What about the next Economic Summit?
The next Economic Summit will be in partnership with the World Economic Forum in Sharm El-Sheikh next May. The president has agreed on the main parameters of the summit with its organisers. A delegation of the organisers of the World Economic Forum in Davos visited Egypt last August, to agree on the final form of the summit.
What about the ministry’s efforts to raise Egypt’s international fund portfolio?
During 2015, the ministry has succeeded in forming joint committees with many countries in order to cooperate with the international development community. This week, a joint committee will be held in Tunisia, headed by Prime Minister Ibrahim Mehleb. This will see negotiations on exporting Egyptian medicine and agricultural products to the Tunisian market. In addition, it will see discussions regarding the means of increasing cultural exchanges between the two countries.
What about the international arbitration of investors against Egypt?
International arbitration cases take considerable time for a decision. Such cases are not beneficial to both parties, whether the investor or the state. Parts of the disputes are in front of the Egyptian judiciary. The ministry cannot take any decisions until after the court’s ruling, as some of them are dealing with Public Fund Prosecution and the criminal court.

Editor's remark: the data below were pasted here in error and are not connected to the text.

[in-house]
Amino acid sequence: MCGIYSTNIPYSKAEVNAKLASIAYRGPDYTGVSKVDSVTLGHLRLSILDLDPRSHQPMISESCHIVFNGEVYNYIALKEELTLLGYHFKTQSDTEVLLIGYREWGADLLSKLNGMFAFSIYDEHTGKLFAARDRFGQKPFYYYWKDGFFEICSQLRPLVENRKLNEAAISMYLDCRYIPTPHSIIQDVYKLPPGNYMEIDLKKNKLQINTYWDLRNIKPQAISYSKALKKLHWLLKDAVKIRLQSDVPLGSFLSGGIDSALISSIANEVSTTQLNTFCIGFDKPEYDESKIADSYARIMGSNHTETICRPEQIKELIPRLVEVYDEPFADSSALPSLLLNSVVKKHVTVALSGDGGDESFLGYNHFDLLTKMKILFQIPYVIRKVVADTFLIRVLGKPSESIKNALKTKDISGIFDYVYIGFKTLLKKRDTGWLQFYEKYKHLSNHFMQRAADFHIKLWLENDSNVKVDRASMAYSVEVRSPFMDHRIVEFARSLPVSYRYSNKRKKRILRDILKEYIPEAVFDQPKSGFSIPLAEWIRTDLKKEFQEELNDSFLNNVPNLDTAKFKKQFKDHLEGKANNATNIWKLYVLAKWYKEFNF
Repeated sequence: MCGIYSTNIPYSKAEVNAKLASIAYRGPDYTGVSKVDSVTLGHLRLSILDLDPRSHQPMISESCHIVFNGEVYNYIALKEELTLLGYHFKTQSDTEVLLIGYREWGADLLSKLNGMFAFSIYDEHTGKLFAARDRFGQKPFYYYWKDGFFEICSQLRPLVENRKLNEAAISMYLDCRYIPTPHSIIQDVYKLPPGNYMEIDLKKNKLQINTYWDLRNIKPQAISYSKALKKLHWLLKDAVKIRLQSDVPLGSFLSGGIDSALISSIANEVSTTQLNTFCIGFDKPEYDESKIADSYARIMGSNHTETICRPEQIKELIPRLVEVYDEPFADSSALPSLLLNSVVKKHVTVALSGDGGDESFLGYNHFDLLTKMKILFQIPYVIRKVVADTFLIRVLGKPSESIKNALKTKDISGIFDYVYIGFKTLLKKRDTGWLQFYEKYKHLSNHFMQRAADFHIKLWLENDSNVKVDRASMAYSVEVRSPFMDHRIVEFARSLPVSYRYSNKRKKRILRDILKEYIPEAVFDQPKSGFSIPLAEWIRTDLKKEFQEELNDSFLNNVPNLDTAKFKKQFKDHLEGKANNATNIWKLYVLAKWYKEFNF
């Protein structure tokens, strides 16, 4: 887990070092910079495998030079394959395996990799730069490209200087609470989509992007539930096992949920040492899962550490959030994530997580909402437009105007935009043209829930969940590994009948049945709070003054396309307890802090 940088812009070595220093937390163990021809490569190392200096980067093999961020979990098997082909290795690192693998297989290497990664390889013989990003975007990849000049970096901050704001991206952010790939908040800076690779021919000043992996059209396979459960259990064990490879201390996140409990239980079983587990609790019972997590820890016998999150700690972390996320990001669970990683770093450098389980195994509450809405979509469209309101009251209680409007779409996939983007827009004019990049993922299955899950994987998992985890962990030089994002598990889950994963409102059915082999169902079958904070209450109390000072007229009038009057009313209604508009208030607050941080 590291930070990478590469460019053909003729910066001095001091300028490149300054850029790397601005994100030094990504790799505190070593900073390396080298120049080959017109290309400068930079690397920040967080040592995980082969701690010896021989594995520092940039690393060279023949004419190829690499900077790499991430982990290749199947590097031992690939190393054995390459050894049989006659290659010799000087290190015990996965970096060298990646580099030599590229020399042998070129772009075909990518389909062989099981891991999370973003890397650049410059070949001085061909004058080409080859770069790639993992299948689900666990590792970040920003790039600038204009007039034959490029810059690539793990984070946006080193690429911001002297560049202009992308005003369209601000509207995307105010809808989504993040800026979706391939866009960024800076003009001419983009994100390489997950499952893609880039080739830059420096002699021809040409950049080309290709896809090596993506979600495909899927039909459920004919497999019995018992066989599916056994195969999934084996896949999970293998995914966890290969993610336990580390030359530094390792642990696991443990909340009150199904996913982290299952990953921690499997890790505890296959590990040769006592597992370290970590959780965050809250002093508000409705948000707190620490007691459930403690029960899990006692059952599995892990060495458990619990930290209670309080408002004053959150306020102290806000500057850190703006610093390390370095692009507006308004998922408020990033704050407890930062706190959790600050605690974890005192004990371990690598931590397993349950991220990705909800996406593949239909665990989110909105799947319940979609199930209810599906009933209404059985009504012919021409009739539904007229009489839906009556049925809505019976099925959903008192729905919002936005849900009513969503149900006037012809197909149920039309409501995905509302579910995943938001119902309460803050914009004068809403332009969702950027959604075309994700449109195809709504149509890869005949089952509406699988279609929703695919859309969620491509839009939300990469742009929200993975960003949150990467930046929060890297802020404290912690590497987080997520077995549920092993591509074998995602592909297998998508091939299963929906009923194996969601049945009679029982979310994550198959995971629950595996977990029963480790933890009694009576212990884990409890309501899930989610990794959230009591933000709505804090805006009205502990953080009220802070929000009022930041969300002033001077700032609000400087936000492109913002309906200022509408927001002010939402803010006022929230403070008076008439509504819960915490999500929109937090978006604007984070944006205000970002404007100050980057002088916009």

Amicable solutions with investors are often reached. Settling disputes is very good for both parties. Projects are considered the door to economic development. Implementing projects to push the national economy, employ youth, and maximise the state’s revenues via taxes is more important than compensation. There are seven international arbitration cases filed against Egypt by investors. The government successfully settled more than 17 cases. One of the most prominent international arbitration cases filed against Egypt was by a private multinational company to export Egyptian gas to Israel, after the Egyptian government stopped pumping gas to Israel.